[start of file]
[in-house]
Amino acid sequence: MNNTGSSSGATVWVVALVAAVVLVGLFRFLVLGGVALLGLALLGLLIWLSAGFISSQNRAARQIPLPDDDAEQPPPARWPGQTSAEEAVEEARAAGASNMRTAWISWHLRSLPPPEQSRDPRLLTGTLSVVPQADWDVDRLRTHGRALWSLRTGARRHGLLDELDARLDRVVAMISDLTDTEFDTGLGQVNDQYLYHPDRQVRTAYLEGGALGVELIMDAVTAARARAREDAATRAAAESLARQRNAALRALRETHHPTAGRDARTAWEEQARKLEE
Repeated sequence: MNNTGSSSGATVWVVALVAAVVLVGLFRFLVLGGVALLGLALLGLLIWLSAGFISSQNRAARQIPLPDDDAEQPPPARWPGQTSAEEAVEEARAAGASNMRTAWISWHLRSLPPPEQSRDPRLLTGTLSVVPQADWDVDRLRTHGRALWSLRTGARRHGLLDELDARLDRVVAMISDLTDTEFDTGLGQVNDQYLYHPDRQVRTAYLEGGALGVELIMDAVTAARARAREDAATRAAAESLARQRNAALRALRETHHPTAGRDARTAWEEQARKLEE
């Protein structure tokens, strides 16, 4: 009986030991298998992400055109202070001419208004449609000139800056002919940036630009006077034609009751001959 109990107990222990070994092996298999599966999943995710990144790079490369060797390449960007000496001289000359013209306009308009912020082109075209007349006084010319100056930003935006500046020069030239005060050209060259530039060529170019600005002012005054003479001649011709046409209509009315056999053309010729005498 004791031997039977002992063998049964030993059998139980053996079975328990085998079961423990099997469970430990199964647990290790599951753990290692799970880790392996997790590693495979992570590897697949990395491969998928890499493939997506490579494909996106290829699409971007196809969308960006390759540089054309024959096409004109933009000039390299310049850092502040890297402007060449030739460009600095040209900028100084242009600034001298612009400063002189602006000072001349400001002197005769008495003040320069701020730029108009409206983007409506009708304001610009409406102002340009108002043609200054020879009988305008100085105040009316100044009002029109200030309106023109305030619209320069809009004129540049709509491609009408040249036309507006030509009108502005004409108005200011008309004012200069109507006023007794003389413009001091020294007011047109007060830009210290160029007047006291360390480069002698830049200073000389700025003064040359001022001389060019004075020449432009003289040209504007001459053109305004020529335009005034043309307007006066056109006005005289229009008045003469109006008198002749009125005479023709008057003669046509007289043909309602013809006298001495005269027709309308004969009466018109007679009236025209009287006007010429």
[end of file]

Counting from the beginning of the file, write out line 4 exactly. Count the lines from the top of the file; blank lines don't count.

């Protein structure tokens, strides 16, 4: 009986030991298998992400055109202070001419208004449609000139800056002919940036630009006077034609009751001959 109990107990222990070994092996298999599966999943995710990144790079490369060797390449960007000496001289000359013209306009308009912020082109075209007349006084010319100056930003935006500046020069030239005060050209060259530039060529170019600005002012005054003479001649011709046409209509009315056999053309010729005498 004791031997039977002992063998049964030993059998139980053996079975328990085998079961423990099997469970430990199964647990290790599951753990290692799970880790392996997790590693495979992570590897697949990395491969998928890499493939997506490579494909996106290829699409971007196809969308960006390759540089054309024959096409004109933009000039390299310049850092502040890297402007060449030739460009600095040209900028100084242009600034001298612009400063002189602006000072001349400001002197005769008495003040320069701020730029108009409206983007409506009708304001610009409406102002340009108002043609200054020879009988305008100085105040009316100044009002029109200030309106023109305030619209320069809009004129540049709509491609009408040249036309507006030509009108502005004409108005200011008309004012200069109507006023007794003389413009001091020294007011047109007060830009210290160029007047006291360390480069002698830049200073000389700025003064040359001022001389060019004075020449432009003289040209504007001459053109305004020529335009005034043309307007006066056109006005005289229009008045003469109006008198002749009125005479023709008057003669046509007289043909309602013809006298001495005269027709309308004969009466018109007679009236025209009287006007010429």